“To declare the Industrial Wind Turbines at Shirley Wind Project in the Town of Glenmore, Brown County, WI. A Human Health Hazard for all people (residents, workers, visitors, and sensitive passersby) who are exposed to Infrasound/Low Frequency Noise and other emissions potentially harmful to human health.”
A special event was held on September 12, 2017 with 4 speakers who gave presentations about wind turbine health effects:
BCCRWE September 12, 2017 Wisconsin Brown County Citizens for Responsible Wind Energy Press release
Shirley Wind (Brown County, WI) has received global attention following the October 14, 2014 declaration by the Brown County Board of Health that Duke Energy’s eight 2.5 MW wind turbines are a human health hazard – a declaration that has not been rescinded.
In an ongoing effort to gain further understanding of the issue of wind turbine adverse health effects, a joint meeting of the Brown County Human Services Committee and Board of Health was held on September 12, 2017. Four guest speakers gave presentations, followed by two hours of challenging and constructive questions from county officials (see questions here). The speakers included:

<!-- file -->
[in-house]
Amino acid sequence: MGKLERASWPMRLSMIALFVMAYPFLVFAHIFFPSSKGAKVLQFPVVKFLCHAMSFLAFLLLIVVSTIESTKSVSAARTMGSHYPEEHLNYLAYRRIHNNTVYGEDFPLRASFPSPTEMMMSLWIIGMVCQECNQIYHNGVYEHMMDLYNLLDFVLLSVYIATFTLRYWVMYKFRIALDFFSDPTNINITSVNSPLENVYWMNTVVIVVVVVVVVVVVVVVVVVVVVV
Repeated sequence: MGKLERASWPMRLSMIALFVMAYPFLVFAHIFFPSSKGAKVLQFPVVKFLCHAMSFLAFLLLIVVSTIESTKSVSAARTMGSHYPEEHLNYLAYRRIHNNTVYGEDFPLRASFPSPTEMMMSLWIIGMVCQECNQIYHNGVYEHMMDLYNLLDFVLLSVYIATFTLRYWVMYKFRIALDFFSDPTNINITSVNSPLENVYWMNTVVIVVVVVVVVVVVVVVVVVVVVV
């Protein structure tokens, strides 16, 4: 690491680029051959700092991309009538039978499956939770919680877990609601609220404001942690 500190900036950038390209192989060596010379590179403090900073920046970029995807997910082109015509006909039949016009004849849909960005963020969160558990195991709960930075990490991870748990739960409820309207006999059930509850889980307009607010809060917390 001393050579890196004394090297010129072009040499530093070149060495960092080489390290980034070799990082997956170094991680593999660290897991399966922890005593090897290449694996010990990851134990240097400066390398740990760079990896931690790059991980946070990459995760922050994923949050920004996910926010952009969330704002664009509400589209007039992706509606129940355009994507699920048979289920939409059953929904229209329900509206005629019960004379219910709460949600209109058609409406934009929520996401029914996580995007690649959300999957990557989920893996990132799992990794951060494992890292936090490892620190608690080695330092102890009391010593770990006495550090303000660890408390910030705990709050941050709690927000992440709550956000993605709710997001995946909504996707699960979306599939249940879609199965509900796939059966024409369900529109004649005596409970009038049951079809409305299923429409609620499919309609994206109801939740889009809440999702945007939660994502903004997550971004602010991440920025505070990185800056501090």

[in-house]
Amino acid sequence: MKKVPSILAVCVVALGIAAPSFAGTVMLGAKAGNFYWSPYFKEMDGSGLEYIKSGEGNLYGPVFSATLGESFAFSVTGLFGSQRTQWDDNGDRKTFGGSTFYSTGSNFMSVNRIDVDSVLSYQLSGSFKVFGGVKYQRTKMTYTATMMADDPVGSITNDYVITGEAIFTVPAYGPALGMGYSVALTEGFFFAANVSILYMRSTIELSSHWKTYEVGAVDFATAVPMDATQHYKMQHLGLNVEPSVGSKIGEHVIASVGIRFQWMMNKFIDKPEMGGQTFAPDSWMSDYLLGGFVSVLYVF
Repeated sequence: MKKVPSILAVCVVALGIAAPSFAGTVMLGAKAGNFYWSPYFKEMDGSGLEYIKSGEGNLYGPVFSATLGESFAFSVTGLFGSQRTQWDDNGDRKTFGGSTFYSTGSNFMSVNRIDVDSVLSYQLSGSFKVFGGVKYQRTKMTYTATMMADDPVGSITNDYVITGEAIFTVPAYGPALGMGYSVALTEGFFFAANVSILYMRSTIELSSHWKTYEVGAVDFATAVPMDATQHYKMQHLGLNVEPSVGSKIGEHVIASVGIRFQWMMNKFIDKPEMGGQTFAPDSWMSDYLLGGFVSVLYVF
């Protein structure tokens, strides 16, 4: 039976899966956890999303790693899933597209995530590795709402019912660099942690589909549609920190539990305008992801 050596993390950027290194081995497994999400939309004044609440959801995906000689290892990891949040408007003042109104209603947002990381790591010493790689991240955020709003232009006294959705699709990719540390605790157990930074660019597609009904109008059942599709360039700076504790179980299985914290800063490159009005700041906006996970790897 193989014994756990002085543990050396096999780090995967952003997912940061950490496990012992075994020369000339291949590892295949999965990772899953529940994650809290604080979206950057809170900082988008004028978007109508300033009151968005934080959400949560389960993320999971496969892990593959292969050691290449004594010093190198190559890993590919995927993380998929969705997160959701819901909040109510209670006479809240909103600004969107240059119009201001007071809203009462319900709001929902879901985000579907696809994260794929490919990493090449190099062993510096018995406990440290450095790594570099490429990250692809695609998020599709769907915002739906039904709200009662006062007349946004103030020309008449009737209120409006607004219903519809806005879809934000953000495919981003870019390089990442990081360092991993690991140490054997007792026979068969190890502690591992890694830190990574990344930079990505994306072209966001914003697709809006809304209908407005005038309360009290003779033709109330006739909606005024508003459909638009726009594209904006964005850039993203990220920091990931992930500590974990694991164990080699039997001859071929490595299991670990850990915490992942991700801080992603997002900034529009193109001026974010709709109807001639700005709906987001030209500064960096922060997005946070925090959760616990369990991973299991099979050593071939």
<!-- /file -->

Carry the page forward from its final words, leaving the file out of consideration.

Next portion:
•Herb Coussons, MD, Brown County primary care physician who has evaluated six of the numerous adversely affected Shirley Wind residents
•Robert W. Rand, ASA, INCE, who has been investigating wind turbine noise with site noise measurements for the last eight years, including at Shirley Wind and Falmouth, MA
•Robert J. McCunney, MD, who practices occupational and environmental medicine in Boston, MA
•Mark Werner, PhD, from the Wisconsin Division of Public Health